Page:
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Wednesday, May 10, 2017

Going Down

The University of California, aiming to end fighting over how many out-of-state students it admits, on Tuesday announced a revised proposal to limit non-Californian and international undergraduates.

Under the proposal, UC would restrict the percentage of nonresident students to 18% at five of its nine undergraduate campuses. UC Berkeley, UCLA, UC San Diego and UC Irvine — whose proportion of nonresident students exceeds 18% — would be allowed to keep, but not increase, those higher percentages.

The new plan is a retreat from the proposal for a 20% systemwide cap on nonresident students that university officials presented to the UC Board of Regents in March. The cap, which would have been the first of it its kind, drew so much dissension from faculty and lawmakers that it was pulled from action and a vote was delayed until this month.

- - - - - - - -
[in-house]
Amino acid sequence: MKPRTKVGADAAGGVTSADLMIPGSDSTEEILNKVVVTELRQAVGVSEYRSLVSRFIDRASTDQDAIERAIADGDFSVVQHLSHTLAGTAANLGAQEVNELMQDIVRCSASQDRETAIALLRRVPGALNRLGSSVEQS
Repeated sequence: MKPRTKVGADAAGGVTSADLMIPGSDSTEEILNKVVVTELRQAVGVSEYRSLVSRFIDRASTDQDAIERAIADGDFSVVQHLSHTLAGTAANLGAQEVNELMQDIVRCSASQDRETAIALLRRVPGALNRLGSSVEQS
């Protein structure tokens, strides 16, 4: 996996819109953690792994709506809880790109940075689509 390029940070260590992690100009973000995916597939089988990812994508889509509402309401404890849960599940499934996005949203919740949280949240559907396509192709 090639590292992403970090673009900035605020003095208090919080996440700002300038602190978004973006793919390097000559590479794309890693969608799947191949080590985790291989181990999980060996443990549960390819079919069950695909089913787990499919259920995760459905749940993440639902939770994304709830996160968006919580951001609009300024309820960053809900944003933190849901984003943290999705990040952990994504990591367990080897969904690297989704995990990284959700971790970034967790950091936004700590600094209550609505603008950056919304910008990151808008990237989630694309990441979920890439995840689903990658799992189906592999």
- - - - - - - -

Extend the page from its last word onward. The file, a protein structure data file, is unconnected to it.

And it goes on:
UC has faced much criticism from California families who think the university gives spots to out-of-state students at the expense of those who live here. State lawmakers threatened to block more funding if UC didn’t put a nonresident policy in place. But many faculty members said a limit would deprive schools of both money and top college applicants.

UC spokeswoman Dianne Klein called the revised policy a “consensus decision” reached after extensive discussions. Should the regents approve the policy at their May 18 meeting in San Francisco, lawmakers likely would release $18.5 million in state funding to help enroll an additional 2,500 California undergraduates for the 2017-18 school year...

Full story at http://www.latimes.com/local/lanow/la-me-ln-uc-nonresident-enrollment-20170509-story.html

Sounds like the Regents were burned by the state auditor report:
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1 comment:

gasstationwithoutpumps said...

Once again UCLA and UCB get more money than UCSC, UCSB, UCR, …
This has been an ongoing inequity for the 31 years I've been a UC faculty member, and each attempt to "fix" things (like rebenching) has been cleverly arranged to actually make the inequity worse.